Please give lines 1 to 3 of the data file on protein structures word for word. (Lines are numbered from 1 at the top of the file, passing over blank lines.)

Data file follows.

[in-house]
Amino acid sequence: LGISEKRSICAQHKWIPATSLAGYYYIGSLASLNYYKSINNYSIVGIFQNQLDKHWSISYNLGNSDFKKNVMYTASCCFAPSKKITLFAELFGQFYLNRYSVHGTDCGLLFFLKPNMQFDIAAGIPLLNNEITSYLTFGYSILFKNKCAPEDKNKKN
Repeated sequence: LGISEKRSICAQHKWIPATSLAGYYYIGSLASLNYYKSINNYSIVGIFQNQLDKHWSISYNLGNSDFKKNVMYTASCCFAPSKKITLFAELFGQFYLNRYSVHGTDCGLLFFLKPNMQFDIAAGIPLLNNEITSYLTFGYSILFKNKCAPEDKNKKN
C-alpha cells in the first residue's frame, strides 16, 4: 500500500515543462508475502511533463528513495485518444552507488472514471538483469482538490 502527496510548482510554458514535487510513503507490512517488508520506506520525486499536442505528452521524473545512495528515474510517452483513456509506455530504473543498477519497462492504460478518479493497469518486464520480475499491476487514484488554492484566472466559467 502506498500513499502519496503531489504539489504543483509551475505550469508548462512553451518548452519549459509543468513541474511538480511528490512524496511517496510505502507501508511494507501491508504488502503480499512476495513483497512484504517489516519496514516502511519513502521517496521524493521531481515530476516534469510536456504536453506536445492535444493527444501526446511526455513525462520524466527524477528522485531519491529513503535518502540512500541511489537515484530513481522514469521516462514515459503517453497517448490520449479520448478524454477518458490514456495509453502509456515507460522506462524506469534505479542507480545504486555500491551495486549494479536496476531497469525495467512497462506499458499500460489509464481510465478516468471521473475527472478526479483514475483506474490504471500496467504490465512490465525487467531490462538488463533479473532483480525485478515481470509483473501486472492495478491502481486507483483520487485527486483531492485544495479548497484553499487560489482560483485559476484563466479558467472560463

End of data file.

[in-house]
Amino acid sequence: LGISEKRSICAQHKWIPATSLAGYYYIGSLASLNYYKSINNYSIVGIFQNQLDKHWSISYNLGNSDFKKNVMYTASCCFAPSKKITLFAELFGQFYLNRYSVHGTDCGLLFFLKPNMQFDIAAGIPLLNNEITSYLTFGYSILFKNKCAPEDKNKKN
Repeated sequence: LGISEKRSICAQHKWIPATSLAGYYYIGSLASLNYYKSINNYSIVGIFQNQLDKHWSISYNLGNSDFKKNVMYTASCCFAPSKKITLFAELFGQFYLNRYSVHGTDCGLLFFLKPNMQFDIAAGIPLLNNEITSYLTFGYSILFKNKCAPEDKNKKN